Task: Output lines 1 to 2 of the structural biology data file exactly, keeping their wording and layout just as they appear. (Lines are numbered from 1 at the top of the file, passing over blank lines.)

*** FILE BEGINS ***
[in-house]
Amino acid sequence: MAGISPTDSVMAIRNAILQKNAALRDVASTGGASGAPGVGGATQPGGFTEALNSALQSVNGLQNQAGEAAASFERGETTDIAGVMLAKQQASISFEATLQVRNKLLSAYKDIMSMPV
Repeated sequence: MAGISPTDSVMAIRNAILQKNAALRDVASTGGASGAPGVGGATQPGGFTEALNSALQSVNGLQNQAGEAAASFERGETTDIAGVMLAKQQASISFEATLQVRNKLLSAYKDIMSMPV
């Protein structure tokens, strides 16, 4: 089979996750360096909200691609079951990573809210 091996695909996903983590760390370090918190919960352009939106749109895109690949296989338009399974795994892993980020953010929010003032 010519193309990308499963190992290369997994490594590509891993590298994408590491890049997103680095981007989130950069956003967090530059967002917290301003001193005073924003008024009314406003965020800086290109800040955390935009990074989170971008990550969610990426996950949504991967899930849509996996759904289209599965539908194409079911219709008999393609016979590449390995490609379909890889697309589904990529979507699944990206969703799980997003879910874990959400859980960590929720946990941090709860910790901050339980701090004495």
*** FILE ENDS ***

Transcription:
[in-house]
Amino acid sequence: MAGISPTDSVMAIRNAILQKNAALRDVASTGGASGAPGVGGATQPGGFTEALNSALQSVNGLQNQAGEAAASFERGETTDIAGVMLAKQQASISFEATLQVRNKLLSAYKDIMSMPV